Jessica Lapinski, Patricia Sexton, Lauren Baker. Acceptance of Lesbian, Gay, Bisexual, and Transgender Patients, Attitudes About Their Treatment, and Related Medical Knowledge Among Osteopathic Medical Students. J Am Osteopath Assoc 2014;114(10):788–796. doi: 10.7556/jaoa.2014.153.
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Context: Limited research exists on the health issues faced by lesbian, gay, bisexual, and transgender (LGBT) patients, as viewed in the context of osteopathic medical education. A full understanding of current medical students' acceptance of, attitudes toward, and knowledge of these issues could lead to the development and incorporation of curricula focusing on the care of LGBT patients into colleges of osteopathic medicine (COMs).
Objective: To determine among osteopathic medical students the levels of acceptance of LGBT patients, attitudes toward treating this population, and medically relevant knowledge about their distinct health-related issues.
Methods: In August 2012, students at 6 COMs were sent an e-mail invitation that contained basic information about the study and a link providing access to an anonymous Web-based survey. Standard scales used in previous studies were compiled and individualized into 130 items for the purposes of the present study.
Results: Of the 4112 osteopathic medical students contacted, 1698 (41.3%) entered the survey and 1335 (32.5%) completed it. Two hundred respondents (15%) self-identified as having a sexual orientation on the lesbian, gay, or bisexual (LGB) spectrum. Although respondents generally had favorable levels of acceptance of LGBT patients and positive attitudes toward treatment of this population, self-identified LGB students had even greater acceptance of LGBT patients (P<.001) and more positive attitudes toward their treatment (P<.001). When medically relevant knowledge of issues related to the health of LGBT patients was assessed, 125 respondents (12.9%) obtained a passing score of 7 or higher, with LGB students scoring significantly higher than students whose self-identified sexual orientation was heterosexual only (P=.01). Differences in the levels of acceptance of (P=.008), treatment attitudes toward (P=.001), and relevant medical knowledge (P=.05) pertaining to LGBT patients were noted between respondents from the 6 COMs.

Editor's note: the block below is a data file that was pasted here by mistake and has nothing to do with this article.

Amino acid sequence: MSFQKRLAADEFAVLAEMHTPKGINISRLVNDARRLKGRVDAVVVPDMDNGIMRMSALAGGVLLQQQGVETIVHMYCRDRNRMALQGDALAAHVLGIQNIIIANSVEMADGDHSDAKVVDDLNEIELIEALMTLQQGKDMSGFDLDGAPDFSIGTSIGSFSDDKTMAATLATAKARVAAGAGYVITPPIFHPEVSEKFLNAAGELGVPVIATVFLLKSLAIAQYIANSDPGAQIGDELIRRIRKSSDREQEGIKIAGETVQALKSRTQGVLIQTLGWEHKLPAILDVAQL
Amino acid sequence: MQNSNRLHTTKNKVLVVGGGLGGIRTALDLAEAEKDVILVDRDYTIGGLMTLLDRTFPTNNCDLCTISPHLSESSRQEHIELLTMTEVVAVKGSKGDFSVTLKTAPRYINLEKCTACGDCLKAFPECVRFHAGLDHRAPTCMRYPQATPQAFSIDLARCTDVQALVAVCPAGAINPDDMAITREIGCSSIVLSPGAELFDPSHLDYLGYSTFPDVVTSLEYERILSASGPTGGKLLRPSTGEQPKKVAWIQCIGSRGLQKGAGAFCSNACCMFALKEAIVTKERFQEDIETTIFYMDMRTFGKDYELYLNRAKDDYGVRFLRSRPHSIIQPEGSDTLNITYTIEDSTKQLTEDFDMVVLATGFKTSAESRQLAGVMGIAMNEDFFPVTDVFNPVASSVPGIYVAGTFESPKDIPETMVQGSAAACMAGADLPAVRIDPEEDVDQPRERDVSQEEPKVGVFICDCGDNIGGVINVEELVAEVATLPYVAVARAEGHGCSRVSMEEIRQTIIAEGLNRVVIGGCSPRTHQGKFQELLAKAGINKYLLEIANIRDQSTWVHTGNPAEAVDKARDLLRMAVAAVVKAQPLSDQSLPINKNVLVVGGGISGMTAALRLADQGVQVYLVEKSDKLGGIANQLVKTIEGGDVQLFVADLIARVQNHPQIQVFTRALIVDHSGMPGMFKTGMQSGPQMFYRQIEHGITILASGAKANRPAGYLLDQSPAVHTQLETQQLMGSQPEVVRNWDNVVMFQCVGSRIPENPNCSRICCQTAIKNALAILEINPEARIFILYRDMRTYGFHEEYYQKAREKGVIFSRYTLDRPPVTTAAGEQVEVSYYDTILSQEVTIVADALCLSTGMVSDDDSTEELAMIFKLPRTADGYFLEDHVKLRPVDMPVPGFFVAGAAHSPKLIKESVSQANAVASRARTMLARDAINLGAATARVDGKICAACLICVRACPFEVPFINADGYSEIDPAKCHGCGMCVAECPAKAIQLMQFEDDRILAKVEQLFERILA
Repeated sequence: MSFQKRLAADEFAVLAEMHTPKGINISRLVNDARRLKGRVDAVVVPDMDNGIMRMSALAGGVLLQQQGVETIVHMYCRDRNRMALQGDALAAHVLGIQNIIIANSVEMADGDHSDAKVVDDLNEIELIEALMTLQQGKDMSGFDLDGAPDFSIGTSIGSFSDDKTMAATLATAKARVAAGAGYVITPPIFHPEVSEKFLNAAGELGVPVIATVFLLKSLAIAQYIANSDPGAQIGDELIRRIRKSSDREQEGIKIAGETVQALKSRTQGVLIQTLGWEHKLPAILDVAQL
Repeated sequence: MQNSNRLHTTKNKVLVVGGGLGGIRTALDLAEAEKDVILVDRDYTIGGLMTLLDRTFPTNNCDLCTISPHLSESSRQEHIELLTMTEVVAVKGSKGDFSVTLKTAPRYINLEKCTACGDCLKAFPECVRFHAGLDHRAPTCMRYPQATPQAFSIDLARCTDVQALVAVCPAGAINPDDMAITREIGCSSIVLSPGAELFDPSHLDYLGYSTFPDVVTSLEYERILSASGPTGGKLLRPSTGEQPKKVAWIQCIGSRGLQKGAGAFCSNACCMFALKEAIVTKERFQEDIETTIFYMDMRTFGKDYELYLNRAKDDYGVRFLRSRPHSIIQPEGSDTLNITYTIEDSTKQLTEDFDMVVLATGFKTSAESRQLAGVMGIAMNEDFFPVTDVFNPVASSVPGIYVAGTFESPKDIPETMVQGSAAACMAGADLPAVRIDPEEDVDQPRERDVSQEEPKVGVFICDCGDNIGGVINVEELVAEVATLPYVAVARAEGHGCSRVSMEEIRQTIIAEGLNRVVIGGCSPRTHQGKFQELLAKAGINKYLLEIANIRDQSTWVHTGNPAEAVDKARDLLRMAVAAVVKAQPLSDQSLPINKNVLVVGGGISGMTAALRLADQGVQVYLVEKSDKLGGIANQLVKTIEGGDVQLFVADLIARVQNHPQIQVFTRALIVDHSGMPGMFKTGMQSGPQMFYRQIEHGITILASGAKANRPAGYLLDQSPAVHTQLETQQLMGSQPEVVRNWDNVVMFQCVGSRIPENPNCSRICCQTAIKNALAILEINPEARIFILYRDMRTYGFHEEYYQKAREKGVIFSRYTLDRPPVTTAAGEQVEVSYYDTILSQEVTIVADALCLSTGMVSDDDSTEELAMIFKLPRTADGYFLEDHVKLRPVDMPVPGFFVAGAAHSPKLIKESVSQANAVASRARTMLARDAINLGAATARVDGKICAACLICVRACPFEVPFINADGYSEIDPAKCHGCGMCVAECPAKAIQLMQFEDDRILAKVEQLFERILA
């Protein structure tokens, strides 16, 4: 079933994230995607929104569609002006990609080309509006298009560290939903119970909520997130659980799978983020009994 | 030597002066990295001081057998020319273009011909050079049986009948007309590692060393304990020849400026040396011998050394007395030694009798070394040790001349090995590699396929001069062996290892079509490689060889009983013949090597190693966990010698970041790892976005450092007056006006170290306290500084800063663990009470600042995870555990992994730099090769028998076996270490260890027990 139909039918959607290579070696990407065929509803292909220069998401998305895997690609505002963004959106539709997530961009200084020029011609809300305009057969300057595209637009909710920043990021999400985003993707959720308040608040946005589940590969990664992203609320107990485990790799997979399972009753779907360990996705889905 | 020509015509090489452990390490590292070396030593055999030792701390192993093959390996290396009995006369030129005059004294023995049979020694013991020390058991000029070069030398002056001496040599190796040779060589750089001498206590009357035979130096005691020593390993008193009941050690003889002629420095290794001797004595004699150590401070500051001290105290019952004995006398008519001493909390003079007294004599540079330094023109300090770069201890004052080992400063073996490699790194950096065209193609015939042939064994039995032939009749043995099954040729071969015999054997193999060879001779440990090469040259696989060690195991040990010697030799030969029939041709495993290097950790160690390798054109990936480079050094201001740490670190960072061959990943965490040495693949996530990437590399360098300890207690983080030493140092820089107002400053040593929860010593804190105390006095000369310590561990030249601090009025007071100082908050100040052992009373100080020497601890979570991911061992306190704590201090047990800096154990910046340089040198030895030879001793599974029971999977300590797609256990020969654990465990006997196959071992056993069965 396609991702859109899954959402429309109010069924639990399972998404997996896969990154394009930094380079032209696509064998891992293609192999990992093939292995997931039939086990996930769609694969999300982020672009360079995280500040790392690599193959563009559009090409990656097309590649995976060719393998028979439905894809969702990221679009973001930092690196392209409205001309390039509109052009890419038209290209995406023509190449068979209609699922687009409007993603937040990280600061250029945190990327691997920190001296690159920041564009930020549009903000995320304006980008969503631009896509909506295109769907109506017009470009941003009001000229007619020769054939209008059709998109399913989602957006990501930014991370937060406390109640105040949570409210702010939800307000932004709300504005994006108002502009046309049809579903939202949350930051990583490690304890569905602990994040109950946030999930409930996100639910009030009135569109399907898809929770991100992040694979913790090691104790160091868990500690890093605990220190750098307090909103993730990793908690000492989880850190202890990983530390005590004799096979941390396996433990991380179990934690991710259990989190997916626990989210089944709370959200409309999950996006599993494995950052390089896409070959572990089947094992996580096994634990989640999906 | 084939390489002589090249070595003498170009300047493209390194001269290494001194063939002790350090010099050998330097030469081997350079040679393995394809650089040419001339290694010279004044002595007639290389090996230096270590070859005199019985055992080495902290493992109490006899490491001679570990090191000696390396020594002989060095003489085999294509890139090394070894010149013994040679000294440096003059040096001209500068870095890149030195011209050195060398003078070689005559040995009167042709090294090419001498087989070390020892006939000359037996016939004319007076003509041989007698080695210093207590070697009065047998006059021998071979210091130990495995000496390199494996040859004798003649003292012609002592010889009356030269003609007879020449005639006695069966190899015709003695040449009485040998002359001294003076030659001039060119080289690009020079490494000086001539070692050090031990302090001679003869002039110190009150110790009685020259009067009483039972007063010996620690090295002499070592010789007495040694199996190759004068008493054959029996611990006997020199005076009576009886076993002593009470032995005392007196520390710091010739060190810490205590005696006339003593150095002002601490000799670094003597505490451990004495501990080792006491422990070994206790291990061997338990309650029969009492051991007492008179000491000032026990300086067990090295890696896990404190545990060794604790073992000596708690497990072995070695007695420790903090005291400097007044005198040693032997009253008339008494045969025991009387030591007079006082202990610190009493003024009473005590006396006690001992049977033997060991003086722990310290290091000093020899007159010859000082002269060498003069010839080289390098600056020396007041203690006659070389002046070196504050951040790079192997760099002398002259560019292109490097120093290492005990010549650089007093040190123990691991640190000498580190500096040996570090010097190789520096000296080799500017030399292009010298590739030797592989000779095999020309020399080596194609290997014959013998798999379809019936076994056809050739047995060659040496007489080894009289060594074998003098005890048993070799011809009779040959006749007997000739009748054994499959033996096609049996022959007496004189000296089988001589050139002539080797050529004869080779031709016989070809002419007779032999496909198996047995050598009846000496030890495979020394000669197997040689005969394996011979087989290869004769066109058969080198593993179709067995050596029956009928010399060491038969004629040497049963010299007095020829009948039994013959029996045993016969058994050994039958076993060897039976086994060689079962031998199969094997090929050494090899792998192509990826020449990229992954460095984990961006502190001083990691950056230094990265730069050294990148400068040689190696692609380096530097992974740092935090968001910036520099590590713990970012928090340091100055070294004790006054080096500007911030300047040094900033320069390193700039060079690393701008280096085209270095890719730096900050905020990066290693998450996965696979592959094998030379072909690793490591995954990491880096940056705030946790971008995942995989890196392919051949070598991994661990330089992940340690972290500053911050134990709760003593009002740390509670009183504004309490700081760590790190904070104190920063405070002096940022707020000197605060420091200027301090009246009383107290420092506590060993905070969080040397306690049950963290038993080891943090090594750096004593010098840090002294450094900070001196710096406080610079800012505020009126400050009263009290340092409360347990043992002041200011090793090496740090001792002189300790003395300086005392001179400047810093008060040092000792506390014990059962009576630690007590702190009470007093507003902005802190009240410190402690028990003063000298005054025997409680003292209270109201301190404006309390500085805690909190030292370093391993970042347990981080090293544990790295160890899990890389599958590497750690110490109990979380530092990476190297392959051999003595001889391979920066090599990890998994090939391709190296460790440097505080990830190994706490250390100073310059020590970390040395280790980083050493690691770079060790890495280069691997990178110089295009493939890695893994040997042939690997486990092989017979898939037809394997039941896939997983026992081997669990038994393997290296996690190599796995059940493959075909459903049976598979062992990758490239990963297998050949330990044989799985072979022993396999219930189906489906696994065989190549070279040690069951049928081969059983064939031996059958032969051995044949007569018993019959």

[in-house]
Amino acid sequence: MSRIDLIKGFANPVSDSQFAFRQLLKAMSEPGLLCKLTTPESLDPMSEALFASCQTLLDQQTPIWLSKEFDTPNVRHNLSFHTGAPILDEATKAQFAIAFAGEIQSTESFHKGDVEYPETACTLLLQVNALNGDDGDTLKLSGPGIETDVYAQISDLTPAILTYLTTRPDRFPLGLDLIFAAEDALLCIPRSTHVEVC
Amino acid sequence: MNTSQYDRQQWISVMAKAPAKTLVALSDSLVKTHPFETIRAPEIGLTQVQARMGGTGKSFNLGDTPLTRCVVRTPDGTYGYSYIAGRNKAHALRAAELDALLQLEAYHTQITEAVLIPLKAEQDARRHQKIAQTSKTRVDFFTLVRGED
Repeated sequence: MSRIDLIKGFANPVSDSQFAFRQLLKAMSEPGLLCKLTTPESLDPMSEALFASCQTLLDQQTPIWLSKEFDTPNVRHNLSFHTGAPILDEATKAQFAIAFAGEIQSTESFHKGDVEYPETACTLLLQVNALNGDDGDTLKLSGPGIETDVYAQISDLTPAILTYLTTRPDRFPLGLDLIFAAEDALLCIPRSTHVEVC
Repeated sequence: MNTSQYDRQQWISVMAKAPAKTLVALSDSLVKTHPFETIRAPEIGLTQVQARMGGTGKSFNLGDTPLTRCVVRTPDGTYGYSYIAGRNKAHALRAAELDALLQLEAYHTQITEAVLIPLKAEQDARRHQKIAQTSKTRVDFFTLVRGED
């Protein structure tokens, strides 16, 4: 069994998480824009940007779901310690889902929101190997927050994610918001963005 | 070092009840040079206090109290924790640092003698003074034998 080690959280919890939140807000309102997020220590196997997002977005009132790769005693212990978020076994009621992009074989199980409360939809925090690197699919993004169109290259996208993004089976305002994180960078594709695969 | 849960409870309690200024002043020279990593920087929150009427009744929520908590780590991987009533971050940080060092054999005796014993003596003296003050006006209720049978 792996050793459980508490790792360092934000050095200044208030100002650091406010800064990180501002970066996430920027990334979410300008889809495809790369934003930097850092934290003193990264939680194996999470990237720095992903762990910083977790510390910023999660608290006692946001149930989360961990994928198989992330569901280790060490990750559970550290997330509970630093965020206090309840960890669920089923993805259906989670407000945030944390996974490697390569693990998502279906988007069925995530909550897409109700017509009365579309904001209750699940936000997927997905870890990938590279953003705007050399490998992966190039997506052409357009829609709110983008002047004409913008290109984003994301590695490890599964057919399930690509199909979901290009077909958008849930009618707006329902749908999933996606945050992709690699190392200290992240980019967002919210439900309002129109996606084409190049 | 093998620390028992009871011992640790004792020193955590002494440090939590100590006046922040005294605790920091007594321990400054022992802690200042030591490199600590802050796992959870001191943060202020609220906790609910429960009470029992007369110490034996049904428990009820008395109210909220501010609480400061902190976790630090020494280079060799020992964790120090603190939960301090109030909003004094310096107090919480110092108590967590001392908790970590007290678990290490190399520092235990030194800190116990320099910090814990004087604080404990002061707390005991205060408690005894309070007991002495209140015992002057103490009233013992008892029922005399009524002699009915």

Conclusion: The results suggest that even though osteopathic medical students had mostly positive personal attitudes and treatment attitudes toward LGBT patients, some disparities were still present. Also, students lacked adequate knowledge of the unique medical issues faced by the LGBT population. In the future, students should be given more training to effectively treat LGBT patients and their health-related issues.
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